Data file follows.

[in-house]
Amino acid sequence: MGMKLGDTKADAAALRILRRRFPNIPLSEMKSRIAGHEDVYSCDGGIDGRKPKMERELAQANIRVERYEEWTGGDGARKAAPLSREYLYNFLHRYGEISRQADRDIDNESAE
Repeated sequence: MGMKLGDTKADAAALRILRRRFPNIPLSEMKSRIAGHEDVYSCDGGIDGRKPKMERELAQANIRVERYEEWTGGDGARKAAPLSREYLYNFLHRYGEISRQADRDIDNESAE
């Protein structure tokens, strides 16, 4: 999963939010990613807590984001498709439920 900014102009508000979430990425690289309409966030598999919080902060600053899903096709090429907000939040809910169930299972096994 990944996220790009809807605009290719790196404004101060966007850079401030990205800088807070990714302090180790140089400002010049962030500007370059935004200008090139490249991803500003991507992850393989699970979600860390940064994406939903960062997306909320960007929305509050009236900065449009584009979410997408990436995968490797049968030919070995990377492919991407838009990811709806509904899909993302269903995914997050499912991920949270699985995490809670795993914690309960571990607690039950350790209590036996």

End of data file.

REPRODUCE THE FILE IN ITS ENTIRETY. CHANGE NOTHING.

[in-house]
Amino acid sequence: MGMKLGDTKADAAALRILRRRFPNIPLSEMKSRIAGHEDVYSCDGGIDGRKPKMERELAQANIRVERYEEWTGGDGARKAAPLSREYLYNFLHRYGEISRQADRDIDNESAE
Repeated sequence: MGMKLGDTKADAAALRILRRRFPNIPLSEMKSRIAGHEDVYSCDGGIDGRKPKMERELAQANIRVERYEEWTGGDGARKAAPLSREYLYNFLHRYGEISRQADRDIDNESAE
């Protein structure tokens, strides 16, 4: 999963939010990613807590984001498709439920 900014102009508000979430990425690289309409966030598999919080902060600053899903096709090429907000939040809910169930299972096994 990944996220790009809807605009290719790196404004101060966007850079401030990205800088807070990714302090180790140089400002010049962030500007370059935004200008090139490249991803500003991507992850393989699970979600860390940064994406939903960062997306909320960007929305509050009236900065449009584009979410997408990436995968490797049968030919070995990377492919991407838009990811709806509904899909993302269903995914997050499912991920949270699985995490809670795993914690309960571990607690039950350790209590036996």